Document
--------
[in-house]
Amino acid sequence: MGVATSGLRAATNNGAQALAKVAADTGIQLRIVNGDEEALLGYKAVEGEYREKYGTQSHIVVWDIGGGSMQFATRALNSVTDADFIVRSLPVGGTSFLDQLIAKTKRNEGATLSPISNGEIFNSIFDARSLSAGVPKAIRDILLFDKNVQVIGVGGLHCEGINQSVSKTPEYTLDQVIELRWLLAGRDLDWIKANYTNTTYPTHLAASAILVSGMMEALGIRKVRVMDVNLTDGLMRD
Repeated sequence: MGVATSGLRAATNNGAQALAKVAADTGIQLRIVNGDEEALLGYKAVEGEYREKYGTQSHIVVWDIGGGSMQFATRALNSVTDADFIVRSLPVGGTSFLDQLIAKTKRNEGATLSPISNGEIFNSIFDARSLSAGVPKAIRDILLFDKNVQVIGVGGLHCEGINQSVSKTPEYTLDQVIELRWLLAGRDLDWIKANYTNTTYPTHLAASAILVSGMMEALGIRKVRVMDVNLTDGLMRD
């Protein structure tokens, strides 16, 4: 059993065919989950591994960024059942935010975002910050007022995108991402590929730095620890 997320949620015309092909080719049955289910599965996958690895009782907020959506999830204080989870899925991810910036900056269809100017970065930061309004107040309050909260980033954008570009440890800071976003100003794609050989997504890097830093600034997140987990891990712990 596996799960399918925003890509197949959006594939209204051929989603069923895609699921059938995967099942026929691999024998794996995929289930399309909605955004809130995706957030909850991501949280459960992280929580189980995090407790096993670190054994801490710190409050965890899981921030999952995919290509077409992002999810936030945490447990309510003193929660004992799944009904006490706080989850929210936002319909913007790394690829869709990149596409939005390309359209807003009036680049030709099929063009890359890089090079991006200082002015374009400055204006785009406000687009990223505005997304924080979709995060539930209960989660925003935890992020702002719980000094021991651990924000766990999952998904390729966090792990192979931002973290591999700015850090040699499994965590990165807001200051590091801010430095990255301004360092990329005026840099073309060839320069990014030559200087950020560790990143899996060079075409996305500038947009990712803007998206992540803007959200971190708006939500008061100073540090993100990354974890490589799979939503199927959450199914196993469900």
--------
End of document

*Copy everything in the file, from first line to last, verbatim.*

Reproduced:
[in-house]
Amino acid sequence: MGVATSGLRAATNNGAQALAKVAADTGIQLRIVNGDEEALLGYKAVEGEYREKYGTQSHIVVWDIGGGSMQFATRALNSVTDADFIVRSLPVGGTSFLDQLIAKTKRNEGATLSPISNGEIFNSIFDARSLSAGVPKAIRDILLFDKNVQVIGVGGLHCEGINQSVSKTPEYTLDQVIELRWLLAGRDLDWIKANYTNTTYPTHLAASAILVSGMMEALGIRKVRVMDVNLTDGLMRD
Repeated sequence: MGVATSGLRAATNNGAQALAKVAADTGIQLRIVNGDEEALLGYKAVEGEYREKYGTQSHIVVWDIGGGSMQFATRALNSVTDADFIVRSLPVGGTSFLDQLIAKTKRNEGATLSPISNGEIFNSIFDARSLSAGVPKAIRDILLFDKNVQVIGVGGLHCEGINQSVSKTPEYTLDQVIELRWLLAGRDLDWIKANYTNTTYPTHLAASAILVSGMMEALGIRKVRVMDVNLTDGLMRD
């Protein structure tokens, strides 16, 4: 059993065919989950591994960024059942935010975002910050007022995108991402590929730095620890 997320949620015309092909080719049955289910599965996958690895009782907020959506999830204080989870899925991810910036900056269809100017970065930061309004107040309050909260980033954008570009440890800071976003100003794609050989997504890097830093600034997140987990891990712990 596996799960399918925003890509197949959006594939209204051929989603069923895609699921059938995967099942026929691999024998794996995929289930399309909605955004809130995706957030909850991501949280459960992280929580189980995090407790096993670190054994801490710190409050965890899981921030999952995919290509077409992002999810936030945490447990309510003193929660004992799944009904006490706080989850929210936002319909913007790394690829869709990149596409939005390309359209807003009036680049030709099929063009890359890089090079991006200082002015374009400055204006785009406000687009990223505005997304924080979709995060539930209960989660925003935890992020702002719980000094021991651990924000766990999952998904390729966090792990192979931002973290591999700015850090040699499994965590990165807001200051590091801010430095990255301004360092990329005026840099073309060839320069990014030559200087950020560790990143899996060079075409996305500038947009990712803007998206992540803007959200971190708006939500008061100073540090993100990354974890490589799979939503199927959450199914196993469900």